St. Paul’s is an Anglo-Catholic parish, a more specific expression of the Anglican/Episcopal Church that arose out of particular historical circumstances. Rooted in the retention of Catholic Christianity within the English reformation, Anglo-Catholicism emerged as a dissident movement within an 18th-century church that had so absorbed the rationalism of its time that it had lost sight of the importance of the sacraments and of the centrality of an experience of awe and wonder in the spiritual life.
As Anglo-Catholics, our ultimate worship experience is one in which we not only glimpse but enter into and taste something of the beauty and mystery of God. About ten percent of parishes in the Episcopal Church call themselves Anglo-Catholic. The following are elements that exist in many of these parishes:
An emphasis on the sacraments of Baptism, Eucharist, Holy Unction (anointing with oil for healing), and Reconciliation (confession and absolution) as a part of the rhythm of a holy life.
Holiness of life is seen as a process in which we engage in prayer on a daily basis and which expresses itself in weekly and yearly cycles of prayer within the church. Anglo-Catholics make use of a variety of devotional practices that assist them in prayer (the rosary, focusing on statues and icons in prayer, saying the Angelus, etc.).
Surrounded by a Great Cloud of Witnesses
Anglo-Catholics believe in the reality of the Communion of Saints. We believe that we have seen holiness of life in the lives of many holy men and women in the history of the church. We especially honor the Virgin Mary, the mother of Jesus, as one whose life witnessed to God’s grace. We believe we are to pray for the Saints and are to ask that they pray for us.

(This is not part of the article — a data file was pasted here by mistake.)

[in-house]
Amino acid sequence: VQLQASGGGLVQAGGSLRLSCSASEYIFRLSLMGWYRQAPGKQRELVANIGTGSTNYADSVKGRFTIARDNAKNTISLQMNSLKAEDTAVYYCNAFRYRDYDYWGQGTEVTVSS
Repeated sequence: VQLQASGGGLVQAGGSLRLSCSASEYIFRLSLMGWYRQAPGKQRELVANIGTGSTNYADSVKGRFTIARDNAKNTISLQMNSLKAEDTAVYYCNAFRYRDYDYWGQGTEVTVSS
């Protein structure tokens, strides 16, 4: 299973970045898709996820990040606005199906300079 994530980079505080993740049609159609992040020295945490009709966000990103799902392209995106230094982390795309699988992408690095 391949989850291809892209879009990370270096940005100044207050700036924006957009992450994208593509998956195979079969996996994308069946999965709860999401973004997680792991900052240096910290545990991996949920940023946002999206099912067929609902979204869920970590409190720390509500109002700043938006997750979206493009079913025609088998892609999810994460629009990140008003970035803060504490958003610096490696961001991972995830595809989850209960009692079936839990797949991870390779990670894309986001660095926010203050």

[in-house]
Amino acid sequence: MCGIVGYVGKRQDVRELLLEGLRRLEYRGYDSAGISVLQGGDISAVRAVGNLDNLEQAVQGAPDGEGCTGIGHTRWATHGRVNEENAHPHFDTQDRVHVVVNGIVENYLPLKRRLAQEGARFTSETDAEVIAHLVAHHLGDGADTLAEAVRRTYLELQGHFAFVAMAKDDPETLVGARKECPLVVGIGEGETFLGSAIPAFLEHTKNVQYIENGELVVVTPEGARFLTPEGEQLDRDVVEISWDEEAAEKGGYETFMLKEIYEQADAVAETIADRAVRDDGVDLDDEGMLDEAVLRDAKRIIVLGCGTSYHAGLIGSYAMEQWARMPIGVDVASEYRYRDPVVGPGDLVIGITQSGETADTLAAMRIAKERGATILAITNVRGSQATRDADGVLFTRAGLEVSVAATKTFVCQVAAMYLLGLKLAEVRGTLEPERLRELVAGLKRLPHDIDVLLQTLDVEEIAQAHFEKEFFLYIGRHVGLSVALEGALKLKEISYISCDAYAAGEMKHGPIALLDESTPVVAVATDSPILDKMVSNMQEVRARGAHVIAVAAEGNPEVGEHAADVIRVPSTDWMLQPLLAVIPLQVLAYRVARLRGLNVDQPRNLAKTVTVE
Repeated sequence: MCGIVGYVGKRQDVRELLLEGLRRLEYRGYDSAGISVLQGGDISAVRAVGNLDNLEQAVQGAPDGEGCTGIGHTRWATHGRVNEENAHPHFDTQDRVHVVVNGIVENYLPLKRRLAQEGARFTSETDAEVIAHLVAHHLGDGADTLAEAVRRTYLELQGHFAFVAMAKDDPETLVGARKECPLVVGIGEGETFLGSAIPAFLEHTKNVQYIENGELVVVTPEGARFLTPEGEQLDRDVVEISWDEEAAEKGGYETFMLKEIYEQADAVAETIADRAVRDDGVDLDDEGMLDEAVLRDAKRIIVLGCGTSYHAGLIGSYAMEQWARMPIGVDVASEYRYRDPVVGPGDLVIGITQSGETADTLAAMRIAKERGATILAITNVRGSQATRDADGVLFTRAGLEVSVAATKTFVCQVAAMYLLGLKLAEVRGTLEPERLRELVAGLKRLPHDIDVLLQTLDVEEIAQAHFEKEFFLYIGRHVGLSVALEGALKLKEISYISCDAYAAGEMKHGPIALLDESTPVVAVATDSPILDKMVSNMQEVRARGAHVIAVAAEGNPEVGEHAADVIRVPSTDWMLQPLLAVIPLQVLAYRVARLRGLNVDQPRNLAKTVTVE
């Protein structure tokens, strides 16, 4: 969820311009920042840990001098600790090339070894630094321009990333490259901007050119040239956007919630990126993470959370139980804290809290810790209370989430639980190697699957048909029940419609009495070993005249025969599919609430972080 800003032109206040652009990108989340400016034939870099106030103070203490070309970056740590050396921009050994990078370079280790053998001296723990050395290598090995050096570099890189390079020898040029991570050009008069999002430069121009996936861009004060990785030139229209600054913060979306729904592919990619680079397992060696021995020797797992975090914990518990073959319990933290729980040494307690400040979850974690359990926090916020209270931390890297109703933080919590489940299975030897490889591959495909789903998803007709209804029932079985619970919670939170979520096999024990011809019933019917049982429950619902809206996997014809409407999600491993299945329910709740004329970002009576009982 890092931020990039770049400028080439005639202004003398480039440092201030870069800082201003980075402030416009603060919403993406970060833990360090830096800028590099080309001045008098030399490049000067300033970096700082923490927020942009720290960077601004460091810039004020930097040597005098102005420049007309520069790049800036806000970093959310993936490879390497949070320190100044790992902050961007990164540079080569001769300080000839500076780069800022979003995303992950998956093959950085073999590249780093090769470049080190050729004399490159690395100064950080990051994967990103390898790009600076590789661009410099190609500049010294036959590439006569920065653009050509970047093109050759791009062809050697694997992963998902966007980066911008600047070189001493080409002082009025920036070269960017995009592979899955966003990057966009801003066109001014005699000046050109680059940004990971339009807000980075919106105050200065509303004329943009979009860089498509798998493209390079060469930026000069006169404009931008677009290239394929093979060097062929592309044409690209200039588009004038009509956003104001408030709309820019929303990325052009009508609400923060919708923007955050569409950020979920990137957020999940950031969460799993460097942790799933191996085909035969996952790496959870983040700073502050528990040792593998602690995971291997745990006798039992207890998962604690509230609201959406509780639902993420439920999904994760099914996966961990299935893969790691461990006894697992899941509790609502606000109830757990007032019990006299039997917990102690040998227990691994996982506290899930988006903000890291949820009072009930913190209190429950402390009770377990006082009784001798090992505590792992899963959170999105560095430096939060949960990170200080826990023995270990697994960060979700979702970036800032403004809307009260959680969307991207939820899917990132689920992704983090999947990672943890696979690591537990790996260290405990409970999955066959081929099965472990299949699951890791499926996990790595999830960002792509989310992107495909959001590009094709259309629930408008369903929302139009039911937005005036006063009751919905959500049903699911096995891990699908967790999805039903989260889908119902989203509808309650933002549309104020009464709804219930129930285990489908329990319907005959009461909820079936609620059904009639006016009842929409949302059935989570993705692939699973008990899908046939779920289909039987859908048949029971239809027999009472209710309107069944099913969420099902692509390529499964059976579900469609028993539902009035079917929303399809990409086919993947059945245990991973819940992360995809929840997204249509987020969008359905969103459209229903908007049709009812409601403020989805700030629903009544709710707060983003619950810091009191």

Reverential, expressed through Music, the Senses and the Body
Anglo-Catholics emphasize sharing the divine life in a deeply reverent style of worship. We are drawn to liturgy that emphasizes adoration. We enter into this adoration through listening to and singing beautiful music, chanting, the use of gesture and embodied prayer (genuflection, bowing, crossing oneself) and the engagement of the senses (incense, baptismal water, bells, beautiful vestments, etc.). As Anglo-Catholics, our ultimate worship experience is one in which we not only glimpse but enter into and taste something of the beauty and mystery of God.
Committed to Beauty and Justice Together
Anglo-Catholics emphasize social justice out of a tradition that makes a concrete connection between worshiping God in beauty and holiness, and working to manifest God’s justice and mercy in the world. For Anglo-Catholics beautiful liturgy leads us into a divine life which celebrates the dignity of human beings. Out of this experience, our call is to work to create a world that acknowledges and advances the dignity of all.
Read John Orens’ articles describing the history and spirit of the Anglo-Catholic movement (text documents):